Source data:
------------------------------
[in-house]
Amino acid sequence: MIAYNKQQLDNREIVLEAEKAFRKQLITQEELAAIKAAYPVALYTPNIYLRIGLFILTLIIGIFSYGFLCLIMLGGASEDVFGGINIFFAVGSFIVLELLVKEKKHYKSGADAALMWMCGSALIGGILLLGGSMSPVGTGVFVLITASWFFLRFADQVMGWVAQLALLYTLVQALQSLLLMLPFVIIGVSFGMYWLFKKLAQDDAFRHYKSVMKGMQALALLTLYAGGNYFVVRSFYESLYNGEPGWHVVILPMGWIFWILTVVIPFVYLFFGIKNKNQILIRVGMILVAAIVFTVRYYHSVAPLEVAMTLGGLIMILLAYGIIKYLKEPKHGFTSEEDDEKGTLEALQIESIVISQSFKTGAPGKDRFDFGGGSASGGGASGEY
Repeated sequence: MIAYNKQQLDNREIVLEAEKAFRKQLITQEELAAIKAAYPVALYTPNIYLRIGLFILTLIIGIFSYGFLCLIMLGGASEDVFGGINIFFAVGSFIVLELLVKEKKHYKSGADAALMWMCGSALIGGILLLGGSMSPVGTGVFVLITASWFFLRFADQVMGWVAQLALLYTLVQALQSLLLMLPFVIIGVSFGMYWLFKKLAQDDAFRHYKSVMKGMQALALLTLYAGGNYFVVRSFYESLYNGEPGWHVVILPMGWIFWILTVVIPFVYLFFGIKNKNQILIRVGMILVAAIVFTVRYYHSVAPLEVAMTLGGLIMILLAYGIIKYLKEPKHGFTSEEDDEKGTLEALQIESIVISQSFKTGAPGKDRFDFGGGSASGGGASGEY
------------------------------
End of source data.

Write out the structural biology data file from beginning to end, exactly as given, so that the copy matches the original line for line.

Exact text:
[in-house]
Amino acid sequence: MIAYNKQQLDNREIVLEAEKAFRKQLITQEELAAIKAAYPVALYTPNIYLRIGLFILTLIIGIFSYGFLCLIMLGGASEDVFGGINIFFAVGSFIVLELLVKEKKHYKSGADAALMWMCGSALIGGILLLGGSMSPVGTGVFVLITASWFFLRFADQVMGWVAQLALLYTLVQALQSLLLMLPFVIIGVSFGMYWLFKKLAQDDAFRHYKSVMKGMQALALLTLYAGGNYFVVRSFYESLYNGEPGWHVVILPMGWIFWILTVVIPFVYLFFGIKNKNQILIRVGMILVAAIVFTVRYYHSVAPLEVAMTLGGLIMILLAYGIIKYLKEPKHGFTSEEDDEKGTLEALQIESIVISQSFKTGAPGKDRFDFGGGSASGGGASGEY
Repeated sequence: MIAYNKQQLDNREIVLEAEKAFRKQLITQEELAAIKAAYPVALYTPNIYLRIGLFILTLIIGIFSYGFLCLIMLGGASEDVFGGINIFFAVGSFIVLELLVKEKKHYKSGADAALMWMCGSALIGGILLLGGSMSPVGTGVFVLITASWFFLRFADQVMGWVAQLALLYTLVQALQSLLLMLPFVIIGVSFGMYWLFKKLAQDDAFRHYKSVMKGMQALALLTLYAGGNYFVVRSFYESLYNGEPGWHVVILPMGWIFWILTVVIPFVYLFFGIKNKNQILIRVGMILVAAIVFTVRYYHSVAPLEVAMTLGGLIMILLAYGIIKYLKEPKHGFTSEEDDEKGTLEALQIESIVISQSFKTGAPGKDRFDFGGGSASGGGASGEY